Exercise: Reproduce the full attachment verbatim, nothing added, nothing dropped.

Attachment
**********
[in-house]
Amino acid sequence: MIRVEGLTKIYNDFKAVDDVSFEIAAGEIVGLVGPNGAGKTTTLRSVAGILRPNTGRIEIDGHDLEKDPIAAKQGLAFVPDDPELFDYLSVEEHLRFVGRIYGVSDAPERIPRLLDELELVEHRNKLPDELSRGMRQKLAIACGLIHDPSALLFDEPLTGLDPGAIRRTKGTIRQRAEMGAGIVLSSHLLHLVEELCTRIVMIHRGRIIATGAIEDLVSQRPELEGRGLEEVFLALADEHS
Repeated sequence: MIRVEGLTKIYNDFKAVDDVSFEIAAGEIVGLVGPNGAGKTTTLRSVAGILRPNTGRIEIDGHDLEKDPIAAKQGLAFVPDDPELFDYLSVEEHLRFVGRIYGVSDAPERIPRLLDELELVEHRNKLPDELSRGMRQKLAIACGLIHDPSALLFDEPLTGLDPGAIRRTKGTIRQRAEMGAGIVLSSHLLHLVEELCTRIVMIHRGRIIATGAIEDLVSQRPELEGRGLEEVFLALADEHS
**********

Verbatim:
[in-house]
Amino acid sequence: MIRVEGLTKIYNDFKAVDDVSFEIAAGEIVGLVGPNGAGKTTTLRSVAGILRPNTGRIEIDGHDLEKDPIAAKQGLAFVPDDPELFDYLSVEEHLRFVGRIYGVSDAPERIPRLLDELELVEHRNKLPDELSRGMRQKLAIACGLIHDPSALLFDEPLTGLDPGAIRRTKGTIRQRAEMGAGIVLSSHLLHLVEELCTRIVMIHRGRIIATGAIEDLVSQRPELEGRGLEEVFLALADEHS
Repeated sequence: MIRVEGLTKIYNDFKAVDDVSFEIAAGEIVGLVGPNGAGKTTTLRSVAGILRPNTGRIEIDGHDLEKDPIAAKQGLAFVPDDPELFDYLSVEEHLRFVGRIYGVSDAPERIPRLLDELELVEHRNKLPDELSRGMRQKLAIACGLIHDPSALLFDEPLTGLDPGAIRRTKGTIRQRAEMGAGIVLSSHLLHLVEELCTRIVMIHRGRIIATGAIEDLVSQRPELEGRGLEEVFLALADEHS